Updated: May 8, 2020
One morning, one of the Cleveland Clinic infusion nurses told me that I had won the jackpot by having Dr. Megan Kruse as my oncologist. I agreed. Although I can’t take all the credit. I had prayed to be guided to the right doctor for me. Instinctively, I knew my healing path would be different. I needed someone who truly listened and respected my intuition. God chose the "who."
Dr. Kruse’s warmth and kindness shone throughout my first appointment and all those that followed. She leaned in when speaking and kept her eyes focused on me. Dr. Kruse, or her nurse, responded quickly to my calls, and I was never left in the dark, wondering. I felt supported and that I sincerely mattered. Comforting, and without a doubt, healing.
Sadly, this isn’t always the case.
Curious, I asked Dr. Kruse what brought her to such a difficult profession, and she told me how family practice had been her original path. However, in that field, she would not be able to spend as much quality time with her patients to really get to know them. It was beyond evident that Dr. Kruse really cared.
Rx: Nurturing Care
In Dr. Lissa Rankin's book, Mind Over Medicine, she discusses the impact nurturing care can make on a patient’s well-being and the body's ability to self-repair:
“Just imagine you are diagnosed with cancer. The minute you hear the word, your fight or flight responses go crazy. The word cancer is interpreted by the mind as a deadly threat. In such a state of physiological stress, the body is poorly equipped to fight cancer. It’s too busy preparing to fight and flee.
Then in walks the oncologist, who is kind, nurturing and reassuring…With calm words and gentle presence, the oncologist explains that no matter what happens, you will never be alone, that he will be right there at your side, doing everything in his power to help…He offers you a big hug or a gentle pat on the back. Even though you are facing a big surgery or months of chemotherapy, you feel better already.
Because the mind is soothed. The fear is alleviated. The stress response is turned off. The doctor convinced your brain that all will be well, or at least everything will be done to try and ensure that it will be. In such a relaxed state, the body can get busy doing what it does best-making efforts to heal itself.”
Once again, I lean to my childhood friend, Jodie Skillicorn. According to Dr. Skillicorn, author of Healing Depression Without Medication-A Psychiatrist's Guide to Balancing Mind, Body, and Soul, there are numerous studies showing a direct correlation between a doctor's level of empathy and compassion and treatment outcomes, whether allergies, blood pressure, depression or cancer. Levels of empathy perceived by patients, influences even the duration of the common cold. Compassion within the patient and physician relationship is a most powerful healing force. When doctors are overworked and functioning from a position of depletion, compassion is often lost, which harms both the physicians and patients.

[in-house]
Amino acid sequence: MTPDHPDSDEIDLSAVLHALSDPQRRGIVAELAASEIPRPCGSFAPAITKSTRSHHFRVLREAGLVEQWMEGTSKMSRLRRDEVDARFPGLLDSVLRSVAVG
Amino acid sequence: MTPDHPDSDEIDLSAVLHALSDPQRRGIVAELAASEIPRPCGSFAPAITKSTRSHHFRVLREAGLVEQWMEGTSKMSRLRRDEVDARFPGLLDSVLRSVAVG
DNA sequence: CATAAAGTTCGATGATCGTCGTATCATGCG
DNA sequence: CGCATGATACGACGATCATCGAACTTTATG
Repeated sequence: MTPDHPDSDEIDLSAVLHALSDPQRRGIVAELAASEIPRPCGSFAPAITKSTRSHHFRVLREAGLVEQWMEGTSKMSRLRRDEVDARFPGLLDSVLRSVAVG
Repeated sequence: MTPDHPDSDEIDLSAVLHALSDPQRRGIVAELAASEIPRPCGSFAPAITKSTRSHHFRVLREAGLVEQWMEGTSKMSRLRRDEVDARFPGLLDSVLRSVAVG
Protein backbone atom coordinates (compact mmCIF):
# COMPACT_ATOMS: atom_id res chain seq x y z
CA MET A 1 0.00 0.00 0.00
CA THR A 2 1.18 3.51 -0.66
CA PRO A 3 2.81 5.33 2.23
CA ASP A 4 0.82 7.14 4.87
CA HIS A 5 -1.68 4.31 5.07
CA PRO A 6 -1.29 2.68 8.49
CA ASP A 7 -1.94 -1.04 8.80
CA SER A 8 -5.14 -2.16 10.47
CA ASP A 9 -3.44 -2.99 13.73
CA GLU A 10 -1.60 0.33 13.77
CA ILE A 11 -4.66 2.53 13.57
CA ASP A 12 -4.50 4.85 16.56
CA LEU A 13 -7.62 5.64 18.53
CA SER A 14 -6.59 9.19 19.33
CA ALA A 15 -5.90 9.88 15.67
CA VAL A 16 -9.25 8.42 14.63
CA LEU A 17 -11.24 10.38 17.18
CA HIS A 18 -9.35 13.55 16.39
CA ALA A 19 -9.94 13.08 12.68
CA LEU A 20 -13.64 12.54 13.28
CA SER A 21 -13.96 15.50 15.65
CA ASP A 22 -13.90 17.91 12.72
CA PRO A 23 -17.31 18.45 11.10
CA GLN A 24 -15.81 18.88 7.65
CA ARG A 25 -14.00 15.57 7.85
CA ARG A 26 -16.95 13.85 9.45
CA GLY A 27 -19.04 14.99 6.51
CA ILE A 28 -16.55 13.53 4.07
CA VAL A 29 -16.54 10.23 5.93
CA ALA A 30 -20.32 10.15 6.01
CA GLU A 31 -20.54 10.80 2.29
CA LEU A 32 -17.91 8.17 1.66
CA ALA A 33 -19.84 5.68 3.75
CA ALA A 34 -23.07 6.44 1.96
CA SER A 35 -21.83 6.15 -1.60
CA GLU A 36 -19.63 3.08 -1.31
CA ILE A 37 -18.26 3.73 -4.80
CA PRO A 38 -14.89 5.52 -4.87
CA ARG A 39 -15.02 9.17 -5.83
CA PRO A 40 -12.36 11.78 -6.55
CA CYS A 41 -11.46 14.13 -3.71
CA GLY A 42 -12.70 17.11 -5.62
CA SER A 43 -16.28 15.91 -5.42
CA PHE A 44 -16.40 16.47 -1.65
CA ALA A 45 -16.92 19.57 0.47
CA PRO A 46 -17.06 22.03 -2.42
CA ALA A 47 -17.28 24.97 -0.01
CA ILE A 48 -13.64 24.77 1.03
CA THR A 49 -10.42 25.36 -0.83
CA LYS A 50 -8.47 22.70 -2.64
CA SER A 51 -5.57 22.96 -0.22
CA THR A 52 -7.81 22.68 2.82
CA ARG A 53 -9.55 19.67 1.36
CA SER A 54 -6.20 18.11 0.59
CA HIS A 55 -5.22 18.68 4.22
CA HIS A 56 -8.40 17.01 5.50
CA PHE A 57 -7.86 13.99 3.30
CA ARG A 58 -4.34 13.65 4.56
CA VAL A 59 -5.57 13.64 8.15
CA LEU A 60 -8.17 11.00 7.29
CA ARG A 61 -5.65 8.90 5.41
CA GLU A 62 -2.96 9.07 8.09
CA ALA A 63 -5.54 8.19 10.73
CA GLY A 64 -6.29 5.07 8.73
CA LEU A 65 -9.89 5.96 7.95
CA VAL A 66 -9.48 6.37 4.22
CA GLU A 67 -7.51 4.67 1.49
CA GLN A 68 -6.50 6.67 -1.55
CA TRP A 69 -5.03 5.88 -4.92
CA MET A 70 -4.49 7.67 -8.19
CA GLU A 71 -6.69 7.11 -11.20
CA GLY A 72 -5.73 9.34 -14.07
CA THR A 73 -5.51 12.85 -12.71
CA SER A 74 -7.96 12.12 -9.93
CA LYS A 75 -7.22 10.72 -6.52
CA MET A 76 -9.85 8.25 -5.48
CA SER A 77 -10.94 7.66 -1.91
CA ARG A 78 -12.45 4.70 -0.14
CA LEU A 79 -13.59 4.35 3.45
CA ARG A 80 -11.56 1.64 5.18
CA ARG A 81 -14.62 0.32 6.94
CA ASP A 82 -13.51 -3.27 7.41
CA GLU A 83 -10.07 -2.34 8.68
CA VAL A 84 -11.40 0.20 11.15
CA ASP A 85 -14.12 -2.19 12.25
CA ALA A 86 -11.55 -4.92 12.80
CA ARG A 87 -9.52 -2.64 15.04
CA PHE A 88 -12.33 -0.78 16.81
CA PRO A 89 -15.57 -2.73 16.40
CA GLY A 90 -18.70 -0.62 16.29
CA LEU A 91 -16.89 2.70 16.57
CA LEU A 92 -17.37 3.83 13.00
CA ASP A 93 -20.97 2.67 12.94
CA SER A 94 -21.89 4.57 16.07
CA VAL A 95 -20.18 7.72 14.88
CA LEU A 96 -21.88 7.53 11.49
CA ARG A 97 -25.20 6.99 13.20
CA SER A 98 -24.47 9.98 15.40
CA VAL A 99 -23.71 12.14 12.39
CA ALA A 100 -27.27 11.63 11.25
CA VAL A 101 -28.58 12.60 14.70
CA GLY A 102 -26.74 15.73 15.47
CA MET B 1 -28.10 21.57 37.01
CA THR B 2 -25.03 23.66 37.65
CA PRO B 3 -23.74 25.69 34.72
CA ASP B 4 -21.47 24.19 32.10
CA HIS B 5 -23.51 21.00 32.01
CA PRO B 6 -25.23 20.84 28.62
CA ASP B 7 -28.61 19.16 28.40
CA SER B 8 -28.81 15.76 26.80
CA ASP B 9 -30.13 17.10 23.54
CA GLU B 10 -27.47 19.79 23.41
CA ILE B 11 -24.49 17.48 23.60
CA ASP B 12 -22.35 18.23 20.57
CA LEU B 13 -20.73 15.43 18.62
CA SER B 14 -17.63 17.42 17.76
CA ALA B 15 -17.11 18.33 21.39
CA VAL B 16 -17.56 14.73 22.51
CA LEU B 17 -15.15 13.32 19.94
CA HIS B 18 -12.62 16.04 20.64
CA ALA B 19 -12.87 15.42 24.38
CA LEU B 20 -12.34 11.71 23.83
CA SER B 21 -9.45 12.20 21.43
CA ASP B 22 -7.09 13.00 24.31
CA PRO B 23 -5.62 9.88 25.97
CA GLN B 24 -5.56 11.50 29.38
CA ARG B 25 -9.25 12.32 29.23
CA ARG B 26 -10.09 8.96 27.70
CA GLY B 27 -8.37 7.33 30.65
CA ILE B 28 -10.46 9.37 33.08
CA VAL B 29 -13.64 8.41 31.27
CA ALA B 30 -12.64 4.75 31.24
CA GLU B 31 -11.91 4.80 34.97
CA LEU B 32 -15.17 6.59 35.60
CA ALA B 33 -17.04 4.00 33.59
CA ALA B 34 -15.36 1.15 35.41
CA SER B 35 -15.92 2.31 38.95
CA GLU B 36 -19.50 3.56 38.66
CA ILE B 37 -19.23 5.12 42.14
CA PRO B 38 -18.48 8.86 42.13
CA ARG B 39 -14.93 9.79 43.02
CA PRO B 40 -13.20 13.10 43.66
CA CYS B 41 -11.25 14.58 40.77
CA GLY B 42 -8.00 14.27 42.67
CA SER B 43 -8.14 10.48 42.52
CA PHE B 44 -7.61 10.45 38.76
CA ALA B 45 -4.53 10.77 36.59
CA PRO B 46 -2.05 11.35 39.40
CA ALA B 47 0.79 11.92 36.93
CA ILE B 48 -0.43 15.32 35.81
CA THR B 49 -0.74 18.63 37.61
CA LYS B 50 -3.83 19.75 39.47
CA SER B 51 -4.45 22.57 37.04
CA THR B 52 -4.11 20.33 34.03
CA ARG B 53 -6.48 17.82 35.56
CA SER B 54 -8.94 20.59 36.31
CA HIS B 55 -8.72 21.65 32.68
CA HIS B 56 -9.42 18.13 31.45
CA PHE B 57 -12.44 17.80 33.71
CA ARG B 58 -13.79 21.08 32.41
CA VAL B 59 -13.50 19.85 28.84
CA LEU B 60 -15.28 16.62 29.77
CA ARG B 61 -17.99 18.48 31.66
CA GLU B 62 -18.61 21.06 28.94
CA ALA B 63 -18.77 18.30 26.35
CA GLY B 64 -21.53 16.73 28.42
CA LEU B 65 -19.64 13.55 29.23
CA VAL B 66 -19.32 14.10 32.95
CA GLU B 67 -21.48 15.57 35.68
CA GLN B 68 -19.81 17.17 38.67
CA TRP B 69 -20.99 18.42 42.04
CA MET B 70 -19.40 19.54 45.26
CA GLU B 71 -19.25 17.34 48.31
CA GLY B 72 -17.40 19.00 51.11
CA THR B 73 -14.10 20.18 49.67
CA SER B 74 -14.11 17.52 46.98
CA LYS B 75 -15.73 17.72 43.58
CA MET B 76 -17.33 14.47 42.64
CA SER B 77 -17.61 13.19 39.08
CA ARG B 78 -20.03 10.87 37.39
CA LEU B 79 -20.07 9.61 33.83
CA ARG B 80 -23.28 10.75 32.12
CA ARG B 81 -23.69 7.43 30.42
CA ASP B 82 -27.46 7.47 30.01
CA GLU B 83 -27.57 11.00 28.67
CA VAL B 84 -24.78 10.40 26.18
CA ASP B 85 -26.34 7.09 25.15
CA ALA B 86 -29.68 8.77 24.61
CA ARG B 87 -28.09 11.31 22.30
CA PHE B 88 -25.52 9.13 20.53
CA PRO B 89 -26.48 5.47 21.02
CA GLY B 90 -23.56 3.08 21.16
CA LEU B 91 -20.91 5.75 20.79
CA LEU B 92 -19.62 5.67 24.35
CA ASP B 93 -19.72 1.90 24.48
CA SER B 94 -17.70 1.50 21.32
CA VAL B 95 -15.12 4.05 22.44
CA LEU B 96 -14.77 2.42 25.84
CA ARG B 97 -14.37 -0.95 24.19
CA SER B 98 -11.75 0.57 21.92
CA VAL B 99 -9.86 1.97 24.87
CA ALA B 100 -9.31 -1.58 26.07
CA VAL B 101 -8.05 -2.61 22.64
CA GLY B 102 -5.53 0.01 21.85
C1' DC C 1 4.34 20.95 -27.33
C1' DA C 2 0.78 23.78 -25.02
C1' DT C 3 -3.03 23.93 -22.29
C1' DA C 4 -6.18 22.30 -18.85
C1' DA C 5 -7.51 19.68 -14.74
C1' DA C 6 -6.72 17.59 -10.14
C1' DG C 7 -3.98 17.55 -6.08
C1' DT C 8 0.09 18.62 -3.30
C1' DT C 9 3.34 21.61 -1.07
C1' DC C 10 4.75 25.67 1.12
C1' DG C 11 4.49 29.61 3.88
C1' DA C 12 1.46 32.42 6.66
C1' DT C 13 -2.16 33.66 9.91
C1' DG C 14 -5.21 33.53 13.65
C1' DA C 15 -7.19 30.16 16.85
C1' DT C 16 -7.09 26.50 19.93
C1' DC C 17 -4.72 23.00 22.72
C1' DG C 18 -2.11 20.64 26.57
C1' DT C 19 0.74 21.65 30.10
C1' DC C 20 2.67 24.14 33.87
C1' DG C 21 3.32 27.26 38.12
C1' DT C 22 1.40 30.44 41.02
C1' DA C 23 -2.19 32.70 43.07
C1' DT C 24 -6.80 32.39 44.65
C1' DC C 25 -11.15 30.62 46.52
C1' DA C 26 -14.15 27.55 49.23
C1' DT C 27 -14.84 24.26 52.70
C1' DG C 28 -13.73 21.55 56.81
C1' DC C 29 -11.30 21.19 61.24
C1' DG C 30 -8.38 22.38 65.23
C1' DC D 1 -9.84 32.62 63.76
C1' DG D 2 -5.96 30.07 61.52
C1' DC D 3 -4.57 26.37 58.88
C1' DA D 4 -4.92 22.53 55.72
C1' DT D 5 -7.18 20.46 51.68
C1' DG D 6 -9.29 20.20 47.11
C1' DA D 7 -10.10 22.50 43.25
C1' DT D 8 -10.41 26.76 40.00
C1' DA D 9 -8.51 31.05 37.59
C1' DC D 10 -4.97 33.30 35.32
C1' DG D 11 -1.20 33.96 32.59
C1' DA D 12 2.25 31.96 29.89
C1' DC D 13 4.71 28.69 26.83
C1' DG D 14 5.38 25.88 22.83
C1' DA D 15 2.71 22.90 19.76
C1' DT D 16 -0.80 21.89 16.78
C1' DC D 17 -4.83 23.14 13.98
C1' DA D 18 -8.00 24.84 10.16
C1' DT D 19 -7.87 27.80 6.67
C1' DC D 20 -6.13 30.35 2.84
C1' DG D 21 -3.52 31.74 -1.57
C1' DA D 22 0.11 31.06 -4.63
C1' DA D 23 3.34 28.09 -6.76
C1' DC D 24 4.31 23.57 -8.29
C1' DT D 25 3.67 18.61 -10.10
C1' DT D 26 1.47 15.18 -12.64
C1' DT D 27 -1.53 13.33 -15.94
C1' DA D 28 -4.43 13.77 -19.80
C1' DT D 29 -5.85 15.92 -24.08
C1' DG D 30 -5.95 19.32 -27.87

My Treatment Plan
It was an emotionally hard visit as I was truly faced the severity of my illness. I spoke of my fears of chemotherapy and wanted to take a gentler approach. Although I did not say this aloud, I knew high dose chemotherapy damaged the immune system. This seemed counterintuitive to me. The breakdown of the immune system, among other things, led to my cancer. Didn’t I need to do everything in my power to strengthen immunity? My body was already sensitive to medications and this was going to be a bombardment of chemicals. But what were my options? With Stage 3 breast cancer, I was scared.
To clarify the differences:
Traditional Chemotherapy: An aggressive form of chemical drugs designed to kill all cells (including healthy) that grow rapidly and divide. This results in harsh side effects and decreased immunity. Chemotherapy damages the bone marrow, leading to decreased production of red blood cells, white blood cells, and platelets. White blood cells are the most impacted. When you don’t have enough white blood cells, your body is more vulnerable to infection.
Targeted Therapy:Targets specific characteristics of cancer cells not just in the tumor, but anywhere in the body. In my case, cells with too many HER2 receptors. The treatment can affect normal cells, but not in the way above. Later I would learn from Dr. Kruse that this method was immunotherapy. In simple terms: the targeted treatment identified the cancer cells and then brought in the immune system to kill them off.
I asked about just doing the targeted cancer therapy, and Dr. Kruse explained that it had a higher rate of reoccurrence based on the data (which I would later learn was an overseas study). Aside from the elderly, who sometimes had a harder time with chemotherapy, it seemed very few were taking that route.
I wondered how change could ever happen if no one was willing to embark on a different path. It seemed to me that the lack of data was because not enough people were willing to take that risk. A cycle that perpetuated itself.
Little did I know, my body's decision to alleviate chemotherapy was just around the corner.
Based on my strong concerns about drugs and allergic reactions, Dr. Kruse agreed to take out the chemotherapy drug with the harshest side effects-Carboplatin. My plan: Taxotere (chemotherapy) Perjeta and Herceptin (targeted), once every three weeks for six cycles. The plan would then follow with a mastectomy, radiation, and the targeted treatment alone.
Or so it seemed…